Conclusion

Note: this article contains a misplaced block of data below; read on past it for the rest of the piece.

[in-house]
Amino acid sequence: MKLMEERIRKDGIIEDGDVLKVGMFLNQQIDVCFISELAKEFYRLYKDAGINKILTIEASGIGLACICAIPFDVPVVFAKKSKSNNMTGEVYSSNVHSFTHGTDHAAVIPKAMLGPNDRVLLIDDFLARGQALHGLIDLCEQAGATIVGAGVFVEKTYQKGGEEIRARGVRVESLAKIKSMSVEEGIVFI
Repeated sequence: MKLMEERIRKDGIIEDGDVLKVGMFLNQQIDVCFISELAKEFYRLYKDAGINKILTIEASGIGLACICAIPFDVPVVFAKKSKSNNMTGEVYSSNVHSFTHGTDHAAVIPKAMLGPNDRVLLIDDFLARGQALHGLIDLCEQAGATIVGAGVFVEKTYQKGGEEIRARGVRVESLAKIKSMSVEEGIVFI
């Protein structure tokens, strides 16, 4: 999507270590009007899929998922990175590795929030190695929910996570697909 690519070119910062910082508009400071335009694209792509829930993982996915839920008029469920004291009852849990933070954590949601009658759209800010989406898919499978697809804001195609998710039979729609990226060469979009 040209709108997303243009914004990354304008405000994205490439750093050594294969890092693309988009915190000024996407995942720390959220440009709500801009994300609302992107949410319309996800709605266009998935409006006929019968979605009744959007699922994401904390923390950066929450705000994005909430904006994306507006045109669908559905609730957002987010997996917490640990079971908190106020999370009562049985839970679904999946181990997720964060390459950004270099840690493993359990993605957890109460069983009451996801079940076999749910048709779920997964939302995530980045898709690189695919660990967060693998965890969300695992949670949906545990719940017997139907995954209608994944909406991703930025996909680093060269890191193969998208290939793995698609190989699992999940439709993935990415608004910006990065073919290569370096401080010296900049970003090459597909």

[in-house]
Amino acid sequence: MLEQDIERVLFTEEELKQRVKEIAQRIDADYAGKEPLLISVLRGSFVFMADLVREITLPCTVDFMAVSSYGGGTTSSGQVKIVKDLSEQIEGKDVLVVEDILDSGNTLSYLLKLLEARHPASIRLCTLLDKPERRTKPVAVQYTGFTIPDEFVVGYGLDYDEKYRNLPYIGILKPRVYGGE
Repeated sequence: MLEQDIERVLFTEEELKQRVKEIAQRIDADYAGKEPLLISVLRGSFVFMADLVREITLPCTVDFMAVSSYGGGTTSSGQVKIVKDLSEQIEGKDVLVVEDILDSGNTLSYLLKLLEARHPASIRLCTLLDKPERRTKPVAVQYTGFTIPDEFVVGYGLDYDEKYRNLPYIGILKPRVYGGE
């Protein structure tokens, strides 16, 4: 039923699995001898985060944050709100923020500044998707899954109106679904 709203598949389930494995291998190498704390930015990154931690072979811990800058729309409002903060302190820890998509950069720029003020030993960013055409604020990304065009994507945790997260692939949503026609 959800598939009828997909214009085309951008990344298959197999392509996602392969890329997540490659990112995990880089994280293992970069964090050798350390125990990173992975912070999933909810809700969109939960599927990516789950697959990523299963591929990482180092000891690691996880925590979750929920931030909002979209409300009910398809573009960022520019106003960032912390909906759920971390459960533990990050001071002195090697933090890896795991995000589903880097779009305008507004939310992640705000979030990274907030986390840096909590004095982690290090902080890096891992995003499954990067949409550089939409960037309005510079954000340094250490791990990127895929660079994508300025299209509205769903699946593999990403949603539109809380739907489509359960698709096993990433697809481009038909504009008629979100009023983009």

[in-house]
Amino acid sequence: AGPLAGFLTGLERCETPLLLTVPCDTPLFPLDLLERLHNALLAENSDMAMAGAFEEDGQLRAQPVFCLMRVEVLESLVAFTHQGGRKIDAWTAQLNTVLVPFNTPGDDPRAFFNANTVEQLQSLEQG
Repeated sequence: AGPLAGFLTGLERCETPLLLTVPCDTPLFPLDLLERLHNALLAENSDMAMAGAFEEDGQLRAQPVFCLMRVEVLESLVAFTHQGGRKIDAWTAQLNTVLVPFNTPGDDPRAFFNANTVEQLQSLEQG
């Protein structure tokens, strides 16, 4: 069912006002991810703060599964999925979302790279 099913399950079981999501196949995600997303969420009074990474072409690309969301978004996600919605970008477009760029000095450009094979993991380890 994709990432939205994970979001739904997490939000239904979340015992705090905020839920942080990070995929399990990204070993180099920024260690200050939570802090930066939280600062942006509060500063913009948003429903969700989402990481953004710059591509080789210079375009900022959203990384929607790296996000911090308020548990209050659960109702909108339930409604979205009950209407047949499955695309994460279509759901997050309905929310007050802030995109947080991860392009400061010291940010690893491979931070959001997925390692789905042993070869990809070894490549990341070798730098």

Also, Murray was equally aware of influences arising from outside which Freud had totally neglected it. It seems that Murray's approach has a wider base then Freud's. Lastly, we can observe that Murray's ideas were developed equally in the laboratory and the clinic, while Freud's ideas were dependent on clinical experience only. Murray and his colleagues used laboratory techniques, such as 'reaction time' to measure the respond of the people, which is somehow more testable and measurable. After going through the main features of the two theories, we can say that the two theories are compatible. Although there are some differences between these two theories, they still shared the concept of psychoanalytical approach. They both attempt to bring repressed unconscious material into consciousness, in order to help reducing conflicts. On the other hand, Murray and his colleagues shared Freud's fundamental belief that in some way all behaviour is determined. They spoke of the brain as 'an extremely complex, differentiated resonator, composed of variously integrated traces (much modified by the residues of racial and personal experience)'. These traces would then lead to thought and action. It seems that they shared the same perspective. Murray's concepts of psychological needs and environmental press can give a wider scope in studying personality. Also, the wide range of methods used by Murray maintains the reliability and testability of the study. On the other hand, Freud's psychodynamic and psychosexual theories provide a more thorough explanation about how human innate forces affecting personality. So, these two theories can be used together to provide a more comprehensive picture of human functioning. Reference SS101 Social Sciences: A foundation Course Unit 15 and 16, Open University of Hong Kong, 2001 Barbaba Woods (1997) Discovering Psychology Robert A. Baron, Essentials of Psychology, Allyn &Bacon Gillian Butler and Freda McManus, Psychology: A Very Short Introduction, Oxford University Press Murray, H et al. (1938) Explorations in Personality, New York: Oxford University Press Freud, S (1900) The Interpretation of Dreams, New York: Basic Books (1955) TSANG SUK MEI 03514342 PAGE 1 ...read more.